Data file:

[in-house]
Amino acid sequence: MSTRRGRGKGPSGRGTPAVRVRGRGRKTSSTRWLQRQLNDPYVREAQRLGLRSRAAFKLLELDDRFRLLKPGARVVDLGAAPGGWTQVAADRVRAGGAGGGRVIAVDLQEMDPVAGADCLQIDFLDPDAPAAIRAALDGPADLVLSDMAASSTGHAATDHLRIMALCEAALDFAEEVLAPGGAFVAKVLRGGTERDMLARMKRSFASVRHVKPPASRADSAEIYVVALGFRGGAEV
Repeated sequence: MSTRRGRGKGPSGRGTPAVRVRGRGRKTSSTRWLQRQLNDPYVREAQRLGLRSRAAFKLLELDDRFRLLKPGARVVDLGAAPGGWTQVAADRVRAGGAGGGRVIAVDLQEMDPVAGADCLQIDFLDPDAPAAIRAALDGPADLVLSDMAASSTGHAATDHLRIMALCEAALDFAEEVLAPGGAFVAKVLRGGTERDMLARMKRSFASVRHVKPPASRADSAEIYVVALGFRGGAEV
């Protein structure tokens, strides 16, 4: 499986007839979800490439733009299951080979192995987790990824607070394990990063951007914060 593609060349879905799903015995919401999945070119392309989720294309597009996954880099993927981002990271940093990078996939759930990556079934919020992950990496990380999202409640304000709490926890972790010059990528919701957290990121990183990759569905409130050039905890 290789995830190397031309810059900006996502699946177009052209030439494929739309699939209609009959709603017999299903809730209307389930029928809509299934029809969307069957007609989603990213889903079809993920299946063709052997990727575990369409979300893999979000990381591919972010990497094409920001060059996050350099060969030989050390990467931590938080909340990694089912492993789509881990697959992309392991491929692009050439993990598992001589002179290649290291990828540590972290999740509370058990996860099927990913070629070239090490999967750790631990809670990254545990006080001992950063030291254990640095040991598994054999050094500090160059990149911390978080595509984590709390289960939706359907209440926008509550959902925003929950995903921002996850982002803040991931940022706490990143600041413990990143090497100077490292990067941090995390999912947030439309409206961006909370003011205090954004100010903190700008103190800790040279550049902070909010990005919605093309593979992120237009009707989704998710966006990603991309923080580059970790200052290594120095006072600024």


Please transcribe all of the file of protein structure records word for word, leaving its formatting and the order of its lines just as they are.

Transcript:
[in-house]
Amino acid sequence: MSTRRGRGKGPSGRGTPAVRVRGRGRKTSSTRWLQRQLNDPYVREAQRLGLRSRAAFKLLELDDRFRLLKPGARVVDLGAAPGGWTQVAADRVRAGGAGGGRVIAVDLQEMDPVAGADCLQIDFLDPDAPAAIRAALDGPADLVLSDMAASSTGHAATDHLRIMALCEAALDFAEEVLAPGGAFVAKVLRGGTERDMLARMKRSFASVRHVKPPASRADSAEIYVVALGFRGGAEV
Repeated sequence: MSTRRGRGKGPSGRGTPAVRVRGRGRKTSSTRWLQRQLNDPYVREAQRLGLRSRAAFKLLELDDRFRLLKPGARVVDLGAAPGGWTQVAADRVRAGGAGGGRVIAVDLQEMDPVAGADCLQIDFLDPDAPAAIRAALDGPADLVLSDMAASSTGHAATDHLRIMALCEAALDFAEEVLAPGGAFVAKVLRGGTERDMLARMKRSFASVRHVKPPASRADSAEIYVVALGFRGGAEV
């Protein structure tokens, strides 16, 4: 499986007839979800490439733009299951080979192995987790990824607070394990990063951007914060 593609060349879905799903015995919401999945070119392309989720294309597009996954880099993927981002990271940093990078996939759930990556079934919020992950990496990380999202409640304000709490926890972790010059990528919701957290990121990183990759569905409130050039905890 290789995830190397031309810059900006996502699946177009052209030439494929739309699939209609009959709603017999299903809730209307389930029928809509299934029809969307069957007609989603990213889903079809993920299946063709052997990727575990369409979300893999979000990381591919972010990497094409920001060059996050350099060969030989050390990467931590938080909340990694089912492993789509881990697959992309392991491929692009050439993990598992001589002179290649290291990828540590972290999740509370058990996860099927990913070629070239090490999967750790631990809670990254545990006080001992950063030291254990640095040991598994054999050094500090160059990149911390978080595509984590709390289960939706359907209440926008509550959902925003929950995903921002996850982002803040991931940022706490990143600041413990990143090497100077490292990067941090995390999912947030439309409206961006909370003011205090954004100010903190700008103190800790040279550049902070909010990005919605093309593979992120237009009707989704998710966006990603991309923080580059970790200052290594120095006072600024």